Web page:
team on the ground” to gather information that would “cut
down the chances of situations like yesterday (Thursday),”
the source said.
The source added that com
|African leaders set
for key visit
A team of African leaders, headed
by South African President Jacob Zuma, is heading for Libya
on a key diplomatic mission.
The five heads will visit both Tripoli and the rebel-held
city of Benghazi to push for a truce between the forces of
Col Muammar Gaddafi and the opposition.
The EU is pressing for a humanitarian mission to be allowed
into the city of Misrata, which has seen heavy fighting.
Clashes are continuing between the two sides near Ajdabiya
in the east.
Mr Zuma will head an African Union team that will also
include leaders from DR Congo, Mali, Mauritania and Uganda.
The South African foreign ministry said: “The committee has
been granted permission by Nato to enter Libya and to meet
in Tripoli with the Libyan leader.
“The AU delegation will also meet with the Interim
Transitional National Council in Benghazi on 10 and 11
It added: “Key on the agenda of both meetings will be the
immediate implementation of a ceasefire from both sides and
the opening of a political dialogue between the two
parties.” (BBC News)
refuelling Iran nuclear plant
MOSCOW (AFP) – Russia resumed loading fuel into Iran’s
first nuclear power plant after it had to be removed because
of an apparent technical fault, news reports said.
The Atomstroyexport agency which oversaw the Bushehr plant’s
construction said in a statement that the refuelling
operation began after the plant had been re-checked and its
various pieces “washed through,” news agencies reported.
It was not immediately clear from the statement when the
Bushehr plant would be commissioned.
Russia last month blamed the delay on internal wear-and-tear
at the plant, whose construction was initially launched with
the help of Germany’s Siemens company in the 1970s.
It also blamed Iran for forcing Russian engineers to work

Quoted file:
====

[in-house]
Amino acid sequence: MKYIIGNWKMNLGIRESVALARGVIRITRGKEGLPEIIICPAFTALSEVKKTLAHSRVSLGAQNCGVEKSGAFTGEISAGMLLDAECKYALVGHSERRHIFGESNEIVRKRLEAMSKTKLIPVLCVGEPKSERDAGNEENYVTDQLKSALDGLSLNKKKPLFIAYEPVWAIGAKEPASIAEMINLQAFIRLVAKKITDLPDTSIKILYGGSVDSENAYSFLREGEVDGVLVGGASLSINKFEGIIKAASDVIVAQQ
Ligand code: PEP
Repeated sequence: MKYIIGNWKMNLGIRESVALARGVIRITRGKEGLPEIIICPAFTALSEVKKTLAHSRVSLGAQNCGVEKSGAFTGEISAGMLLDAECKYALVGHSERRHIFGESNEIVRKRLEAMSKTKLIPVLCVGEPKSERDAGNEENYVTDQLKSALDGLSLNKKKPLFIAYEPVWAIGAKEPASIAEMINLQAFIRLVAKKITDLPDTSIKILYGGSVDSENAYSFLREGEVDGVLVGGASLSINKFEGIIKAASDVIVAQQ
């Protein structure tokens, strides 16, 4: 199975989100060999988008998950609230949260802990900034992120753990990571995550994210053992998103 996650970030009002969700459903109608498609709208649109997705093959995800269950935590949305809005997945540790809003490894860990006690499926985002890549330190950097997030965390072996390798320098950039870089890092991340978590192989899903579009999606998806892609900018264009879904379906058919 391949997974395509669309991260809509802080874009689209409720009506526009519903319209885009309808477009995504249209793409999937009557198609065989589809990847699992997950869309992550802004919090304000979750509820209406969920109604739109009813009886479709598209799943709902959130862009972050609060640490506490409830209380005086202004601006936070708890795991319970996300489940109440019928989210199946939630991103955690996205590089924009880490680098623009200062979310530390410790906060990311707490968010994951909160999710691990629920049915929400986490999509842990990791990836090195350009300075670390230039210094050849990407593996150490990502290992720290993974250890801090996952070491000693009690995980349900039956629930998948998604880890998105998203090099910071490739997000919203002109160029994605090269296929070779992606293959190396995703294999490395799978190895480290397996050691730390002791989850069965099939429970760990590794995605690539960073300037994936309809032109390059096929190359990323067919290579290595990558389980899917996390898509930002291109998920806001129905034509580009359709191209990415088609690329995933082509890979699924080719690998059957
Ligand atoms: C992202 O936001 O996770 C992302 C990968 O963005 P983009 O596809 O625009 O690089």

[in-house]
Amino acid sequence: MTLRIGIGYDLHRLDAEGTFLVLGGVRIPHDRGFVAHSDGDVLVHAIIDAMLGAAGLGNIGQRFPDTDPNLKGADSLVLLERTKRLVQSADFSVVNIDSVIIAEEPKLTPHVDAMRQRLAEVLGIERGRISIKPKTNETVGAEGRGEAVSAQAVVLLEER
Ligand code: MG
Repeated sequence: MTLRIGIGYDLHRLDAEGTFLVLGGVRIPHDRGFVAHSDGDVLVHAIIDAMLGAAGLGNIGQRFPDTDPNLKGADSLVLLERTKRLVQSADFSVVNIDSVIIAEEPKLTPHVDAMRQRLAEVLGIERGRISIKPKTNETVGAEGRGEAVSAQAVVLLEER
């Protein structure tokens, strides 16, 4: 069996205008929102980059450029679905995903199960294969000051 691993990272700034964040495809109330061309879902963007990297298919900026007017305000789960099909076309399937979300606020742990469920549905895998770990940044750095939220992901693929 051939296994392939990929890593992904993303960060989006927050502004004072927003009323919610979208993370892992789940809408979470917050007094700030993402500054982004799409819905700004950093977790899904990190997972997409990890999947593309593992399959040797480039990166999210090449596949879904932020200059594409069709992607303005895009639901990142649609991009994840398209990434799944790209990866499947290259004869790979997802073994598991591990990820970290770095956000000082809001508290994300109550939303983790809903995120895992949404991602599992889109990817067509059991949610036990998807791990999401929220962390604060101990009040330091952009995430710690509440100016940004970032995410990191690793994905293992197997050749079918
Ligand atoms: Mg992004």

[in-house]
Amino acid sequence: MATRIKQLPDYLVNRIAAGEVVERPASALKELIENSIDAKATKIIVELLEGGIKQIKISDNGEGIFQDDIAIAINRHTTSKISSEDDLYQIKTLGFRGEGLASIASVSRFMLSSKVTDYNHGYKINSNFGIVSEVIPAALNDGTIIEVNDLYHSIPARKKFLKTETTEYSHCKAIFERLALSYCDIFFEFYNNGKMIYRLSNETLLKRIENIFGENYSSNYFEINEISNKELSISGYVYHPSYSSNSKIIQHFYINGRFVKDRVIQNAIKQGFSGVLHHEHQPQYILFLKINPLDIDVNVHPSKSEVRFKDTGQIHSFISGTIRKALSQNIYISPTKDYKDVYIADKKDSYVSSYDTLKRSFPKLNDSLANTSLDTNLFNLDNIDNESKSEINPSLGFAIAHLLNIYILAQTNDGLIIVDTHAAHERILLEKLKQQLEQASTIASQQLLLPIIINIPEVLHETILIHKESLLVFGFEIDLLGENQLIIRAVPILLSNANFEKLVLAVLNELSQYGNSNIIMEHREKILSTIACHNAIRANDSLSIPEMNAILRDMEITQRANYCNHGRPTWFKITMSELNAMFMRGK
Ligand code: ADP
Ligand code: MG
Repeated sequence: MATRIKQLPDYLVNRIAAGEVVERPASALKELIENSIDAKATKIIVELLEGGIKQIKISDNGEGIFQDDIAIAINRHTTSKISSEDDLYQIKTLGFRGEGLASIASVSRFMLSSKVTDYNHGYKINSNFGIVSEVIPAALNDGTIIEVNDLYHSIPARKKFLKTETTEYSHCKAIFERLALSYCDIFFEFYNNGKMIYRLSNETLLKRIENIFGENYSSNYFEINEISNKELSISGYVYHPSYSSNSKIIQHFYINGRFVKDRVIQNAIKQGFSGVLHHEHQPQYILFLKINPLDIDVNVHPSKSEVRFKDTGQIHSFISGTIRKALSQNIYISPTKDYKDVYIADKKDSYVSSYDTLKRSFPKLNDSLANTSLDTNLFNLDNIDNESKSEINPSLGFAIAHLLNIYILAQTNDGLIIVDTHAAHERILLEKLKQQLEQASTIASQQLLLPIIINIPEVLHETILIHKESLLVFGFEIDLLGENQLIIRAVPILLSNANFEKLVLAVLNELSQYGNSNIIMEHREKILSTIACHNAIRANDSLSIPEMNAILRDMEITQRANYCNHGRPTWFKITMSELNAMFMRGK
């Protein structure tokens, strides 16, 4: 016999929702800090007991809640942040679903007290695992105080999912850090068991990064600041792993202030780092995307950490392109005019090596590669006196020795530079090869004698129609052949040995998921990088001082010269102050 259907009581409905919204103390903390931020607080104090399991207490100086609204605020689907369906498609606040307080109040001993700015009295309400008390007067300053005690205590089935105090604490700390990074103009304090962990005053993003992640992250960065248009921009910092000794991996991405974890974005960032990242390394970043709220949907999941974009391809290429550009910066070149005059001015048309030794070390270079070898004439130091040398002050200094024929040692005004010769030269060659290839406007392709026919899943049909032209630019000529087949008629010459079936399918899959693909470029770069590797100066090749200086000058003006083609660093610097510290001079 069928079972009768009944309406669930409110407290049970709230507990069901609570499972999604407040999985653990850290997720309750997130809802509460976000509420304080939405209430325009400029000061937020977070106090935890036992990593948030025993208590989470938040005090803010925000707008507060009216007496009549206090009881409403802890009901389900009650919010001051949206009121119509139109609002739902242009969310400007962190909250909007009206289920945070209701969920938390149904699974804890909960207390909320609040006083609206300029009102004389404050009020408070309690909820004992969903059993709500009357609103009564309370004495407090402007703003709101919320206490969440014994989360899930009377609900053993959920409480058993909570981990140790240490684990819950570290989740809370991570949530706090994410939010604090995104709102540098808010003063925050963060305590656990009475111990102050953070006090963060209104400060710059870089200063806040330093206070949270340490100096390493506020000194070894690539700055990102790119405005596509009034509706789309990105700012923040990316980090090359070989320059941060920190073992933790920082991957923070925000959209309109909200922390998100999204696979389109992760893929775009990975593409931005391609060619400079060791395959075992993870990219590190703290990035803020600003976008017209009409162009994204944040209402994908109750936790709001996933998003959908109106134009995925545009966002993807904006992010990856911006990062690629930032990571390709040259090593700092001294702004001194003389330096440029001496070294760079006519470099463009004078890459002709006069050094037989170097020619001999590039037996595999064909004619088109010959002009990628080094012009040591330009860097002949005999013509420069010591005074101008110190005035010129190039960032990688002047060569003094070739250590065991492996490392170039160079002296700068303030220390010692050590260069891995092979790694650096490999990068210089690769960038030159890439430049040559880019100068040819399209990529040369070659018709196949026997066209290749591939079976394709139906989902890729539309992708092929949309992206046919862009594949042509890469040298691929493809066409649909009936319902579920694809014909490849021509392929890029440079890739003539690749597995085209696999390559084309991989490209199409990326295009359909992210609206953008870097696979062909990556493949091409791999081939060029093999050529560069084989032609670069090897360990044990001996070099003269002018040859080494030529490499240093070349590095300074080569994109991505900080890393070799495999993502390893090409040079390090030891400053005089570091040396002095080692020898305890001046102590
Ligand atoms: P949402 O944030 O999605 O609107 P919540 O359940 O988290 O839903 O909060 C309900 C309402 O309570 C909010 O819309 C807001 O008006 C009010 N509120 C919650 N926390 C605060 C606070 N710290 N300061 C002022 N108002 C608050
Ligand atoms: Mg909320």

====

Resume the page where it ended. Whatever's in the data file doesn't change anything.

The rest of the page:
with outdated pieces in the plant, whose construction has
been bitterly opposed by Iran’s arch-foe Israel.
|Teen says 400 Pakistan
suicide bombers in training
ISLAMABAD (AFP) – A
teenager arrested as an accomplice to Pakistan’s deadliest
suicide bombing of the year has said that up to 400 suicide
bombers are being groomed to wage carnage in the
Umar Fidayee, 14, said the would-be bombers were being
trained in North Waziristan, the premier Al-Qaeda and
Taliban fortress in Pakistan’s tribal belt where US
officials want Pakistan to flush out militant strongholds.
He made the remarks in an interview from his hospital
bedside, where he is being treated after detonating a hand
grenade in the April 4 attack that killed 50 people at a
13th century Sufi shrine.
It was Pakistan’s deadliest bomb attack since November.
Police arrested Fidayee as an alleged accomplice and said
they removed his own suicide vest, which he failed to
detonate in a crowd of hundreds in Dera Ghazi Khan just
minutes after two other bombers blew themselves up.
Shown covered in tubes and bandages, the teen appeared to
express remorse and lifted the lid on harrowing details of
his training at the camp in the Mir Ali district of North
Waziristan, which lies on the border with Afghanistan.
“Three hundred and fifty to 400 would-be suicide bombers are
getting training in Mir Ali in North Waziristan,” he said in
the interview broadcast by Pakistani television channels
Samaa, Express, ARY and Geo.
“I was trained for two months and saw many boys being
trained there,” he said, going on to appeal on Pakistanis to
“please forgive me”.
“God has given me a new life but I am sad that we killed
innocent people, innocent children,” he said.
Fidayee said he was initially recruited on the understanding
that he would be smuggled into Afghanistan to kill